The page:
In the multistage column employed in the present processes, each segment or stage is separated from an adjacent prior stage by a segment plate, and each segment plate is provided with at least one passage allowing transfer of a liquid in a first direction between adjacent stages and with at least one passage allowing transfer of a gas in a second direction between adjacent stages, with the second direction being counter current to the first direction. While not required, it is preferred that the passages prevent transfer of solids between adjacent stages. One embodiment of a multistage column suitable for use in the present processes is shown in schematic cross section in FIG. 2. With reference to FIG. 2, the illustrated portion of the column 10 is shown having a plurality of stages A, B, C, D. The respective stages are separated from one another by a segment plate 12. In the embodiment of FIG. 2, each segment plate is provided with perforations or sieve holes 14 which allow the upward passage of the inert gas therethrough and provide for transfer of gas between adjacent stages. The pressure and/or flow rate of the inert gas moving through the column prevents transfer of liquids or solids between adjacent stages through the sieve holes 14.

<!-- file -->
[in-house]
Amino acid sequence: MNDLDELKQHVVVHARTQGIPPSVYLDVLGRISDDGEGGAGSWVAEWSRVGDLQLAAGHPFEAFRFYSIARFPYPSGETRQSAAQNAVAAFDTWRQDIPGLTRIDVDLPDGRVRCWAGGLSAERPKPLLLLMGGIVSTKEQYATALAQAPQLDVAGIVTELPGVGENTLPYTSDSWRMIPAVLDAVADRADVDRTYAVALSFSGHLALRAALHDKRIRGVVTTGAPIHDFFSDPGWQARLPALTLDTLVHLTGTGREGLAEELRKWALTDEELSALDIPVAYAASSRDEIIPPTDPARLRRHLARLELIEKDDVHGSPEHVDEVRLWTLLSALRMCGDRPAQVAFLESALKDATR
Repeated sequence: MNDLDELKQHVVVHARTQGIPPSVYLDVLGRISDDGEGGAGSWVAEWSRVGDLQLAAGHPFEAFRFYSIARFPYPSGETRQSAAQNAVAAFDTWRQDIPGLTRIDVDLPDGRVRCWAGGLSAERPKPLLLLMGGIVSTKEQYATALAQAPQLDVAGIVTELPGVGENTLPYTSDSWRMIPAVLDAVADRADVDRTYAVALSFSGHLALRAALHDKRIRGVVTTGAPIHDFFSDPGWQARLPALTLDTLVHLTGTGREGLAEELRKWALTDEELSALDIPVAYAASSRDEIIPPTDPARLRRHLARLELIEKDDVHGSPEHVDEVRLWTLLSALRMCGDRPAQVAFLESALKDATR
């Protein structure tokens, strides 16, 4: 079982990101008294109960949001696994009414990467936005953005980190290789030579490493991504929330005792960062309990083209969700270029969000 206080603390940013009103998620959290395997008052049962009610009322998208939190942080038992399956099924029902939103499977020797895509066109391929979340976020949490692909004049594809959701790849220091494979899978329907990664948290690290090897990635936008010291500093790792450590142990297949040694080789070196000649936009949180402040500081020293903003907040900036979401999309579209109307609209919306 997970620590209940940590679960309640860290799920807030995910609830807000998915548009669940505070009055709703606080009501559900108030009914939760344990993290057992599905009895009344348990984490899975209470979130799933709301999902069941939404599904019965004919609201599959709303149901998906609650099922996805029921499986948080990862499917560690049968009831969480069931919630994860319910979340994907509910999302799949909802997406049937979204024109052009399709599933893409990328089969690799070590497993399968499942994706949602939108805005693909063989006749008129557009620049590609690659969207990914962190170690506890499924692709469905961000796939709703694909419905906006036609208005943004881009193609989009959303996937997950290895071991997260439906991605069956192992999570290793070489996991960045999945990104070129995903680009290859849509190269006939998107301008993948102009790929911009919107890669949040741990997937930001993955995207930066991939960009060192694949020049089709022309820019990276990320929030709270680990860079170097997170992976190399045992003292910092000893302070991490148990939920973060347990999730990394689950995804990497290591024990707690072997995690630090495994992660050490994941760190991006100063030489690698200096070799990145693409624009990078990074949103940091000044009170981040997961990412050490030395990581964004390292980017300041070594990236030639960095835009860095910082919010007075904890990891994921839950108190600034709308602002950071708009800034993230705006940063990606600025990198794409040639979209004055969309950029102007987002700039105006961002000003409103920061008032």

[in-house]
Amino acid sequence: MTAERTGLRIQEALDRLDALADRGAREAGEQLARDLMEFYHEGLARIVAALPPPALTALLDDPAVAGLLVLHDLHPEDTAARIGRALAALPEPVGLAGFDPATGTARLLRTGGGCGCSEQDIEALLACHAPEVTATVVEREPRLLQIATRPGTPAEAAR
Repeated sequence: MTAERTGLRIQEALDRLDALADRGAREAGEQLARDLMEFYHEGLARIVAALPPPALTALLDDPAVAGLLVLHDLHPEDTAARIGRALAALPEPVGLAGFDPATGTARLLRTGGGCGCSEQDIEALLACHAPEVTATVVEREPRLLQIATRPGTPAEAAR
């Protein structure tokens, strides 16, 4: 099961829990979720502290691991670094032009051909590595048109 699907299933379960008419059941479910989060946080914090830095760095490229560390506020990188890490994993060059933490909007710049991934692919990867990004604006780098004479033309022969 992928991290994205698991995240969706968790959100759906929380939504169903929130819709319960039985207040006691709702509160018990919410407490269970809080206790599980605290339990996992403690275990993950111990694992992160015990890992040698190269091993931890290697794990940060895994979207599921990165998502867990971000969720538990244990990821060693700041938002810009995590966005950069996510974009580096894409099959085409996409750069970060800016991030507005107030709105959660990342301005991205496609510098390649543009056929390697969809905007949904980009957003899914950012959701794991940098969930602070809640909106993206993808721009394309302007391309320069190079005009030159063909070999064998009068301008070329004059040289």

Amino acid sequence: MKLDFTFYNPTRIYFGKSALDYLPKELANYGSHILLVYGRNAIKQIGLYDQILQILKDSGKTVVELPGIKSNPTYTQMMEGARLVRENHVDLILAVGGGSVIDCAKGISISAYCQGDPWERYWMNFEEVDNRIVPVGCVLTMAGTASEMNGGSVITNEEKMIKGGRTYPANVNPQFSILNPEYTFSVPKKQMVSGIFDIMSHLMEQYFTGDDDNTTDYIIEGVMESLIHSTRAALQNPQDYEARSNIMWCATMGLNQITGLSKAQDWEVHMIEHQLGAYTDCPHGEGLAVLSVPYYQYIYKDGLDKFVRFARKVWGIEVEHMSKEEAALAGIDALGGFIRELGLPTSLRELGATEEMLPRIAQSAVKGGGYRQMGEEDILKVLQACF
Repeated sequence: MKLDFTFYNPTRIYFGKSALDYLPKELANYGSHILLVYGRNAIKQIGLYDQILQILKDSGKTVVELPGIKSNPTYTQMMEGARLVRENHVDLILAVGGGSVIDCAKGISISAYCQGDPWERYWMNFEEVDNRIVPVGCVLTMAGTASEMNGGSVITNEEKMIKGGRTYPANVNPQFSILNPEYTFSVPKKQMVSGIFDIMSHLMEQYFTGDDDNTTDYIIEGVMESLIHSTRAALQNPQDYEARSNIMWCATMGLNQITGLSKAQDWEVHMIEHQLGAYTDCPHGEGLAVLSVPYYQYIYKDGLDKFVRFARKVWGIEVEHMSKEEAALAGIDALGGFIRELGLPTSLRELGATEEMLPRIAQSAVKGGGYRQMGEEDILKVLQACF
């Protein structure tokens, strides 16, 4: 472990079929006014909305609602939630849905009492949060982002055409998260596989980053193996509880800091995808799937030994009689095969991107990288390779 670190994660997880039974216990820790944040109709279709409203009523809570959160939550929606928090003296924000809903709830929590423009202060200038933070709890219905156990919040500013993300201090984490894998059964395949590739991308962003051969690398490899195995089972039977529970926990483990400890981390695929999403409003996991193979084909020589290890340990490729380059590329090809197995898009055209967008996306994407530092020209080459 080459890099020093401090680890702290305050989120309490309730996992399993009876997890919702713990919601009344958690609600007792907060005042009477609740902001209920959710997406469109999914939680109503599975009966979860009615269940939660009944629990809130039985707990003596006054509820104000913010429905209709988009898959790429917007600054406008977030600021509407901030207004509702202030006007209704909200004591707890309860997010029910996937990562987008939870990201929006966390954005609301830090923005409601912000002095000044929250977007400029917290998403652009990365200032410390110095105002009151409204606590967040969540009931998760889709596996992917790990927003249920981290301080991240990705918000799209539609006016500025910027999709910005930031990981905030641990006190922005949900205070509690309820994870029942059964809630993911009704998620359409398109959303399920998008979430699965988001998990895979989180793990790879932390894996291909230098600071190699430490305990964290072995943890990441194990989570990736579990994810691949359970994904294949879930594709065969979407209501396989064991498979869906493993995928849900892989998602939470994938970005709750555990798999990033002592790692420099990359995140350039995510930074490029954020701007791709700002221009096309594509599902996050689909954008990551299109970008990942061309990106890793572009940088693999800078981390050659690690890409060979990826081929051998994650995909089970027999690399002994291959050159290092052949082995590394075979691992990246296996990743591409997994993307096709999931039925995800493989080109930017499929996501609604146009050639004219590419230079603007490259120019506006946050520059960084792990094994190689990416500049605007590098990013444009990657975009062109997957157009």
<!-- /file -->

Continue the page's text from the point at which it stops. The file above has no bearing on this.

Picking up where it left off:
The passage allowing transfer of liquid between adjacent stages of the multistage column shown in FIG. 2 comprises a series of overflow/downcomer tubes 16 provided with inlets 17 and outlets 18. More specifically, as the liquid in one stage reaches the height at which the inlet 17 of the overflow portion of the tube 16 is positioned, liquid flows through the overflow portion of the tube 16 down through the segment plate to the downcomer portion of tube 16 which is provided with an outlet 18 in the adjacent stage. The overflow tubes 16 may be provided with a filter screen or the like at their inlet 17 in order to prevent any solids, for example undissolved polyol, from passing therethrough. As shown in FIG. 2, the outlet 18 of the downcomer tube is preferably positioned in the lower area of the stage, thereby increasing the time for liquid-gas contact occurring within each stage as liquid flows upwardly in each stage to the overflow tube inlet. As also illustrated in FIG. 2, it is preferred that the overflow/downcomer tubes of adjacent stages are positioned remote from one another, thereby increasing the distance between the downcomer outlet 18 and the overflow inlet 17 in a particular stage. This arrangement contributes to increase gas-liquid contact in the column. The overflow/downcomer tubes may be located internal or external to the column.